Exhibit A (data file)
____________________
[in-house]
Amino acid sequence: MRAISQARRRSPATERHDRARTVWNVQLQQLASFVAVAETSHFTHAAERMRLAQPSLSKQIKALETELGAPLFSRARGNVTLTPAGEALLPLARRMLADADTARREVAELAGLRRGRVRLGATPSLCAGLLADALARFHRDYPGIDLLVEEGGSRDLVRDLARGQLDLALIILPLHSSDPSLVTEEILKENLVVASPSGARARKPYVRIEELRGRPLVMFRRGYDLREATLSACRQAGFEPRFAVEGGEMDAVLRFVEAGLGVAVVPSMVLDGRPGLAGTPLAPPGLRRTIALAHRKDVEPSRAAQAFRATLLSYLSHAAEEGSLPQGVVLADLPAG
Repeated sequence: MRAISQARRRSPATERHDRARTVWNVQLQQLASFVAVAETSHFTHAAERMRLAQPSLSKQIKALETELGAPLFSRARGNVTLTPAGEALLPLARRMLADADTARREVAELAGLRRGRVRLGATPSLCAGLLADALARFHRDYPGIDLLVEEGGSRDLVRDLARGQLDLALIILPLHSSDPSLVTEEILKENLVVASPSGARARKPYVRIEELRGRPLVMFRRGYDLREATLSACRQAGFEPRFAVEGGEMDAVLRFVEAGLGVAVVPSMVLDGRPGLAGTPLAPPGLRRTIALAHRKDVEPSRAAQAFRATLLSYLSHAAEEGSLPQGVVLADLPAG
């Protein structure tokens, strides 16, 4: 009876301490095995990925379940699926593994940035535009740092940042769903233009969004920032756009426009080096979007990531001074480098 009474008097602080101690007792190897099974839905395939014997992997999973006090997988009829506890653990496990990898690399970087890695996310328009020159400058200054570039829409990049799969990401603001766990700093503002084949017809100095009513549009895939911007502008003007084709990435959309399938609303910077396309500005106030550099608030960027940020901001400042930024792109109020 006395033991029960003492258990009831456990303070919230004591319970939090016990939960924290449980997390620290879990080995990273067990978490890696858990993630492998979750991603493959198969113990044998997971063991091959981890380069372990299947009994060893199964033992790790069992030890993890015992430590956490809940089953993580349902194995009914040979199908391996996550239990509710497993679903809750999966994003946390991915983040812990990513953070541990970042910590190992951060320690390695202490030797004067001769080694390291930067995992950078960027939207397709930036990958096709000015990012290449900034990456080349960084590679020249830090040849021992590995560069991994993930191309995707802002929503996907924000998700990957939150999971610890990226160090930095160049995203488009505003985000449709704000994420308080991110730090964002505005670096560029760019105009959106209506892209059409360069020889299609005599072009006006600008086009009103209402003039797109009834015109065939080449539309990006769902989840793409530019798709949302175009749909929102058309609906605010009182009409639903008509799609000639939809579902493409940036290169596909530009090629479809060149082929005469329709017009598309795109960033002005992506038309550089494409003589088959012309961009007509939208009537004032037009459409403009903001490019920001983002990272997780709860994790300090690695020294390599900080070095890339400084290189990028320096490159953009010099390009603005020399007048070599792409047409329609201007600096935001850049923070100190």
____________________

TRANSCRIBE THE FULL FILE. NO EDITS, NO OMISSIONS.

[in-house]
Amino acid sequence: MRAISQARRRSPATERHDRARTVWNVQLQQLASFVAVAETSHFTHAAERMRLAQPSLSKQIKALETELGAPLFSRARGNVTLTPAGEALLPLARRMLADADTARREVAELAGLRRGRVRLGATPSLCAGLLADALARFHRDYPGIDLLVEEGGSRDLVRDLARGQLDLALIILPLHSSDPSLVTEEILKENLVVASPSGARARKPYVRIEELRGRPLVMFRRGYDLREATLSACRQAGFEPRFAVEGGEMDAVLRFVEAGLGVAVVPSMVLDGRPGLAGTPLAPPGLRRTIALAHRKDVEPSRAAQAFRATLLSYLSHAAEEGSLPQGVVLADLPAG
Repeated sequence: MRAISQARRRSPATERHDRARTVWNVQLQQLASFVAVAETSHFTHAAERMRLAQPSLSKQIKALETELGAPLFSRARGNVTLTPAGEALLPLARRMLADADTARREVAELAGLRRGRVRLGATPSLCAGLLADALARFHRDYPGIDLLVEEGGSRDLVRDLARGQLDLALIILPLHSSDPSLVTEEILKENLVVASPSGARARKPYVRIEELRGRPLVMFRRGYDLREATLSACRQAGFEPRFAVEGGEMDAVLRFVEAGLGVAVVPSMVLDGRPGLAGTPLAPPGLRRTIALAHRKDVEPSRAAQAFRATLLSYLSHAAEEGSLPQGVVLADLPAG
């Protein structure tokens, strides 16, 4: 009876301490095995990925379940699926593994940035535009740092940042769903233009969004920032756009426009080096979007990531001074480098 009474008097602080101690007792190897099974839905395939014997992997999973006090997988009829506890653990496990990898690399970087890695996310328009020159400058200054570039829409990049799969990401603001766990700093503002084949017809100095009513549009895939911007502008003007084709990435959309399938609303910077396309500005106030550099608030960027940020901001400042930024792109109020 006395033991029960003492258990009831456990303070919230004591319970939090016990939960924290449980997390620290879990080995990273067990978490890696858990993630492998979750991603493959198969113990044998997971063991091959981890380069372990299947009994060893199964033992790790069992030890993890015992430590956490809940089953993580349902194995009914040979199908391996996550239990509710497993679903809750999966994003946390991915983040812990990513953070541990970042910590190992951060320690390695202490030797004067001769080694390291930067995992950078960027939207397709930036990958096709000015990012290449900034990456080349960084590679020249830090040849021992590995560069991994993930191309995707802002929503996907924000998700990957939150999971610890990226160090930095160049995203488009505003985000449709704000994420308080991110730090964002505005670096560029760019105009959106209506892209059409360069020889299609005599072009006006600008086009009103209402003039797109009834015109065939080449539309990006769902989840793409530019798709949302175009749909929102058309609906605010009182009409639903008509799609000639939809579902493409940036290169596909530009090629479809060149082929005469329709017009598309795109960033002005992506038309550089494409003589088959012309961009007509939208009537004032037009459409403009903001490019920001983002990272997780709860994790300090690695020294390599900080070095890339400084290189990028320096490159953009010099390009603005020399007048070599792409047409329609201007600096935001850049923070100190």